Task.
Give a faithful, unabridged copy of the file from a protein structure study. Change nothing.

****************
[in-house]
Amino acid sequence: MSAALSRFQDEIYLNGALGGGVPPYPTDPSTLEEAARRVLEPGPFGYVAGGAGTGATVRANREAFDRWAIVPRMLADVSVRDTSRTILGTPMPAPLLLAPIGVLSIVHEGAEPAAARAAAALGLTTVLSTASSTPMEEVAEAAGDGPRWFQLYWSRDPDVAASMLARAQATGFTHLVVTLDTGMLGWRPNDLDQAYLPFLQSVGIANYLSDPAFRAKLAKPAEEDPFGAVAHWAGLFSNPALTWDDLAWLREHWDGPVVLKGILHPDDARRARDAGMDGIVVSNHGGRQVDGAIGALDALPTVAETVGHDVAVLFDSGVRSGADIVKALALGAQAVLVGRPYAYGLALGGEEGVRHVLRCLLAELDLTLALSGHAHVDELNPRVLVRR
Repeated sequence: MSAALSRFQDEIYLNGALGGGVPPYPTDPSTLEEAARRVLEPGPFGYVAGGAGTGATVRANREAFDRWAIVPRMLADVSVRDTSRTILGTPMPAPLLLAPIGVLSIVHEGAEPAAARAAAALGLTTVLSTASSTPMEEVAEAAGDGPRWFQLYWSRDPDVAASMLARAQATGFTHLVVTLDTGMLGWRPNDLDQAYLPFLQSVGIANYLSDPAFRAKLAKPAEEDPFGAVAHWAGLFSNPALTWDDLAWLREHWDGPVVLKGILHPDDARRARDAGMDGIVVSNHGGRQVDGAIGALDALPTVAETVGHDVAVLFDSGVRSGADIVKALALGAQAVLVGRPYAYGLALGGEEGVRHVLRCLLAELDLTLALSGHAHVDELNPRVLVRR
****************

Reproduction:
[in-house]
Amino acid sequence: MSAALSRFQDEIYLNGALGGGVPPYPTDPSTLEEAARRVLEPGPFGYVAGGAGTGATVRANREAFDRWAIVPRMLADVSVRDTSRTILGTPMPAPLLLAPIGVLSIVHEGAEPAAARAAAALGLTTVLSTASSTPMEEVAEAAGDGPRWFQLYWSRDPDVAASMLARAQATGFTHLVVTLDTGMLGWRPNDLDQAYLPFLQSVGIANYLSDPAFRAKLAKPAEEDPFGAVAHWAGLFSNPALTWDDLAWLREHWDGPVVLKGILHPDDARRARDAGMDGIVVSNHGGRQVDGAIGALDALPTVAETVGHDVAVLFDSGVRSGADIVKALALGAQAVLVGRPYAYGLALGGEEGVRHVLRCLLAELDLTLALSGHAHVDELNPRVLVRR
Repeated sequence: MSAALSRFQDEIYLNGALGGGVPPYPTDPSTLEEAARRVLEPGPFGYVAGGAGTGATVRANREAFDRWAIVPRMLADVSVRDTSRTILGTPMPAPLLLAPIGVLSIVHEGAEPAAARAAAALGLTTVLSTASSTPMEEVAEAAGDGPRWFQLYWSRDPDVAASMLARAQATGFTHLVVTLDTGMLGWRPNDLDQAYLPFLQSVGIANYLSDPAFRAKLAKPAEEDPFGAVAHWAGLFSNPALTWDDLAWLREHWDGPVVLKGILHPDDARRARDAGMDGIVVSNHGGRQVDGAIGALDALPTVAETVGHDVAVLFDSGVRSGADIVKALALGAQAVLVGRPYAYGLALGGEEGVRHVLRCLLAELDLTLALSGHAHVDELNPRVLVRR